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Thread: Measurable map

  1. #1
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    Measurable map

    Hello,

    I have the following set $\displaystyle X=\mathbb{Z}=\left\{ 0,\pm1,\pm2,\pm3,... \right\}$

    I have shown that $\displaystyle \mathcal{A}= \left\{ A\subset \mathbb{Z} \vert \forall n>0: 2n\in A \Leftrightarrow 2n+1 \in A \right\}$ is a $\displaystyle \sigma$-algebra.

    I now want to show that the map $\displaystyle T:\mathbb{Z}\rightarrow \mathbb{Z}$ (which is bijective) given as $\displaystyle T(n)=n+2$ is $\displaystyle \mathcal{A}/\mathcal{A}$-measurable.

    I am using the following definition: If $\displaystyle (X,\mathcal{A})$ and $\displaystyle (X',\mathcal{A'})$ are measurable spaces then the map $\displaystyle T:X\rightarrow X'$ is $\displaystyle \mathcal{A}/\mathcal{A'}$-measurable if $\displaystyle T^{-1}(A')\in \mathcal{A}$ for all $\displaystyle A'\in \mathcal{A'}$.

    According to the definition we must show that: $\displaystyle 2n \in T^{-1}(A) \Leftrightarrow 2n+1 \in T^{-1}(A)$ for $\displaystyle A \in \mathcal{A}$. The we could conclude that $\displaystyle T$ is $\displaystyle \mathcal{A}/\mathcal{A'}$-measurable.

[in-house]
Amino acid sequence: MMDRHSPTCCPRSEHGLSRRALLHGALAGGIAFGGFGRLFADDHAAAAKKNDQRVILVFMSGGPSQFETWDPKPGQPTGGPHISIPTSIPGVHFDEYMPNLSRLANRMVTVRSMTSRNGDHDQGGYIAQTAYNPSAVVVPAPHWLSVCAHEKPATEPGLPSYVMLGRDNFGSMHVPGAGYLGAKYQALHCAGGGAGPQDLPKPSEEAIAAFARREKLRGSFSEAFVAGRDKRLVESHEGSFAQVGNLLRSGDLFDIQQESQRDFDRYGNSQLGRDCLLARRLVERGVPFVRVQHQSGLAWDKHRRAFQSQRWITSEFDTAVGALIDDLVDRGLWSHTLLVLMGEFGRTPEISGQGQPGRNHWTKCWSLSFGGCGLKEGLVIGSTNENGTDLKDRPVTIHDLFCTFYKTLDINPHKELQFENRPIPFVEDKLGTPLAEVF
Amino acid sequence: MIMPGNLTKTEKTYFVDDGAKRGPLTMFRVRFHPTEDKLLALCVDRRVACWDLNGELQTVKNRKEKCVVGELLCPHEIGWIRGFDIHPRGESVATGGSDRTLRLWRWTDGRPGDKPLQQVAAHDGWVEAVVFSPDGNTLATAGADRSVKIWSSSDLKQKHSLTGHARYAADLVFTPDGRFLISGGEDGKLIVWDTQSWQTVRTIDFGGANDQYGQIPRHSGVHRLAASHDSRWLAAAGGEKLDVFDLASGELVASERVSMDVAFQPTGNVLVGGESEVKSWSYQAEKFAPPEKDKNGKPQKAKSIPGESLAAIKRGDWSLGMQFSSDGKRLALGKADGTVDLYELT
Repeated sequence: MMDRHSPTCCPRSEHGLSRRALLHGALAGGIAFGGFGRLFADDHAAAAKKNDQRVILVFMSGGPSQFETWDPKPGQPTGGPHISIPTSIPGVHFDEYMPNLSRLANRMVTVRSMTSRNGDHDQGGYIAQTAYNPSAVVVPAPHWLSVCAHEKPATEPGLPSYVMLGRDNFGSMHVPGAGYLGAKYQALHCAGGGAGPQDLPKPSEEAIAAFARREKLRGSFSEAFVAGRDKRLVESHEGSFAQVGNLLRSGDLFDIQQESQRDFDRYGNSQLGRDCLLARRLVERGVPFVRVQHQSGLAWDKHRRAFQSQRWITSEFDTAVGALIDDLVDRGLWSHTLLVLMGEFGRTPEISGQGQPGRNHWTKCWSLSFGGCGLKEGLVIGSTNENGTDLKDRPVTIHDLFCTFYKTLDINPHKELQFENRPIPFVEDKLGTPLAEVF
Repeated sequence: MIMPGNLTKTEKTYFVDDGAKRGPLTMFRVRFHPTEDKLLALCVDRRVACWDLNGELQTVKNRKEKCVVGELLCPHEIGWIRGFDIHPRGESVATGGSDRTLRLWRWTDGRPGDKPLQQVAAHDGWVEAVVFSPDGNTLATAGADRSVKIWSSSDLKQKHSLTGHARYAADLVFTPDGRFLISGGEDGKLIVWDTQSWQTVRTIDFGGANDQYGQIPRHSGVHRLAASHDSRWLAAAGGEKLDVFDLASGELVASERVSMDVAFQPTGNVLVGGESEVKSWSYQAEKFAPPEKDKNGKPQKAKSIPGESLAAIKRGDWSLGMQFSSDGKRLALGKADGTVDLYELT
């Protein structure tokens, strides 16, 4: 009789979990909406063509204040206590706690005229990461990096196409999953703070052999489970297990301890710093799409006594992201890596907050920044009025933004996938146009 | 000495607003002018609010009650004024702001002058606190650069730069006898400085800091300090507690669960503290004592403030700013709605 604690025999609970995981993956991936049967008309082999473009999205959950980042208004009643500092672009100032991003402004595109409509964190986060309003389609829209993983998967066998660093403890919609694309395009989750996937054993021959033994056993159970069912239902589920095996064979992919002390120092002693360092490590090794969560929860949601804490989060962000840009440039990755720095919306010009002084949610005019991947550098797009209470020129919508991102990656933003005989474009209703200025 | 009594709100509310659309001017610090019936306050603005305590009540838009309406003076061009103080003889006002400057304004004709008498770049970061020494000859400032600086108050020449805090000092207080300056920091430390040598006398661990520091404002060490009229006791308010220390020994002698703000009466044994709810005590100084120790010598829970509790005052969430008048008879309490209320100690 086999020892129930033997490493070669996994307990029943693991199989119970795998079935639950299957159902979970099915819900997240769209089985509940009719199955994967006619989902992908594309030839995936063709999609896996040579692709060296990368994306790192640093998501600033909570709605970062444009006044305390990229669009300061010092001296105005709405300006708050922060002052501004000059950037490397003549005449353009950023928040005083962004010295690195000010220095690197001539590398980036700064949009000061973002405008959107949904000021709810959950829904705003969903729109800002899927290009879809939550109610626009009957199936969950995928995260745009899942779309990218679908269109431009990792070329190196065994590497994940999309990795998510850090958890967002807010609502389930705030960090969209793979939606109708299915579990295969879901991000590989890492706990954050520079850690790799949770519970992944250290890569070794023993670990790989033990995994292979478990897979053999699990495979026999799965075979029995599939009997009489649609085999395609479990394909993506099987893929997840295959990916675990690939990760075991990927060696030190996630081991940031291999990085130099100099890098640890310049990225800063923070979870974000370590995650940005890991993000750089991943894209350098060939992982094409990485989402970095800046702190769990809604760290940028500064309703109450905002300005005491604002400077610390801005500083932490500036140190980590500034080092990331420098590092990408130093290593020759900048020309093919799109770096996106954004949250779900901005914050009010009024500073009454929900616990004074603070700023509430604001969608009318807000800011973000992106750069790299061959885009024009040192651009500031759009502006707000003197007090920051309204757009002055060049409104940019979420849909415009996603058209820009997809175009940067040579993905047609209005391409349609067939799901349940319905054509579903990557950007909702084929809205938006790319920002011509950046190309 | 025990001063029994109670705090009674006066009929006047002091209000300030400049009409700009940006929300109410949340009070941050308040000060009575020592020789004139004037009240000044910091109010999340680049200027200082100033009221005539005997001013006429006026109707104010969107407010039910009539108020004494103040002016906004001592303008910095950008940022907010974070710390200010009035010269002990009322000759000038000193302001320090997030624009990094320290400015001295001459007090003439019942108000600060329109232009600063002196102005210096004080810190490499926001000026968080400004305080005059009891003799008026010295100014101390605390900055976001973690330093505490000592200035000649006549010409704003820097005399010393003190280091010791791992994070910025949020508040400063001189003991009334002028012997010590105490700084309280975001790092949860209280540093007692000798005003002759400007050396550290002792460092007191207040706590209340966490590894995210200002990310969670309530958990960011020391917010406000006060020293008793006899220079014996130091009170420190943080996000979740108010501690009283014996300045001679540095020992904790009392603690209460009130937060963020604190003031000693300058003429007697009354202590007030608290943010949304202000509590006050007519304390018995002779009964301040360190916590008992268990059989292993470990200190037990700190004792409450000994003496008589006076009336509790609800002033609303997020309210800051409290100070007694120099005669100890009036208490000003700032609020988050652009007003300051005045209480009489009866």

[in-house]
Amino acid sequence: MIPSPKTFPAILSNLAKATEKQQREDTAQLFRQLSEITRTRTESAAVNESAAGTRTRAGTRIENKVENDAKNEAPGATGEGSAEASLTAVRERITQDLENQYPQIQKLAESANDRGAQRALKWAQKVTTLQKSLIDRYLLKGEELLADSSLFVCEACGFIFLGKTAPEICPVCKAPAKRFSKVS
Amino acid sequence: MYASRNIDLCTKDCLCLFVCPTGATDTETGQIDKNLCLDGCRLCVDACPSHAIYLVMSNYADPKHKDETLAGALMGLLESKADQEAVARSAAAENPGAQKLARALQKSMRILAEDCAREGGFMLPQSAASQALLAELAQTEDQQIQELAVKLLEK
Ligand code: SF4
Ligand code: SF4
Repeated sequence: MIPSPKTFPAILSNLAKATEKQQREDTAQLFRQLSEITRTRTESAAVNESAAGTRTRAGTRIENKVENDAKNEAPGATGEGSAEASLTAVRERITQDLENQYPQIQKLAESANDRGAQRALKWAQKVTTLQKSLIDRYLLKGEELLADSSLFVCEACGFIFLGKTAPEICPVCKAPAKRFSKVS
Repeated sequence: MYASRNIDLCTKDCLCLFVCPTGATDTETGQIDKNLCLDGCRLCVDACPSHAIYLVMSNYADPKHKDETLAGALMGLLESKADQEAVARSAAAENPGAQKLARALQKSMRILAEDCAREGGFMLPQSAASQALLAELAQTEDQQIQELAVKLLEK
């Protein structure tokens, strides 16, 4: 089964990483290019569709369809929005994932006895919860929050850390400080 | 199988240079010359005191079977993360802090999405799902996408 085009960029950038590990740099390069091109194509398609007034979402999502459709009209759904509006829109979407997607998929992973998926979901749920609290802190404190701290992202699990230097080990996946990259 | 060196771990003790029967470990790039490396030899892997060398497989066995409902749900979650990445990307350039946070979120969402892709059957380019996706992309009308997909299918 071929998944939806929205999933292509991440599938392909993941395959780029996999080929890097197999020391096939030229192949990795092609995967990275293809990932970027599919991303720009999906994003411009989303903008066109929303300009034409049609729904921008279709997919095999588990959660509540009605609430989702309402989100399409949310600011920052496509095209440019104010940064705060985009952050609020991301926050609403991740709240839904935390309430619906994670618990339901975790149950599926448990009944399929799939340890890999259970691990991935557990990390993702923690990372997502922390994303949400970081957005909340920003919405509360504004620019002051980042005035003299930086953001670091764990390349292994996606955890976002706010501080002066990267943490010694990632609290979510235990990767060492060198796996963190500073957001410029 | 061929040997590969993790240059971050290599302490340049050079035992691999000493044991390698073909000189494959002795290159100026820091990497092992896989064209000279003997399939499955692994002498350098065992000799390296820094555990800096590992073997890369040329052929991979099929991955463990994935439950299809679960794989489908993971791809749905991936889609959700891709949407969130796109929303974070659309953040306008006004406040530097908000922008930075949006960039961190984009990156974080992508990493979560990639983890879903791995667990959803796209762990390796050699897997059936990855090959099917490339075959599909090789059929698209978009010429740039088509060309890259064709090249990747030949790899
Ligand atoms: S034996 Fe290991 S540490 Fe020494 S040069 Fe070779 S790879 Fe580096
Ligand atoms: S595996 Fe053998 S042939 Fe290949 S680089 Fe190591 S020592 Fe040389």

I want to assume that $\displaystyle 2n \in T^{-1}(A)$ and based on this assumption reach that $\displaystyle 2n+1=T^{-1}(2n+3) \in T^{-1}(A)$. How can I use the assumption?

    Thanks.
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  2. #2
    Junior Member
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    Re: Measurable map

    Never mind, I got it.

    We have that $\displaystyle T^{-1}(n)=n-2$.

    Assume that $\displaystyle 2n \in T^{1}(A)$. Since $\displaystyle T$ is bijective we have that $\displaystyle T^{-1}(n')=2n$ which means that $\displaystyle n'=2n+2=2(n+1) \in A$.

    Since $\displaystyle A \in \mathcal{A}$ we have that $\displaystyle 2(n+1)+1 = 2n+3 \in A$.

    Therefore $\displaystyle T^{-1}(2n+3)=2n+1 \in T^{-1}(A)$
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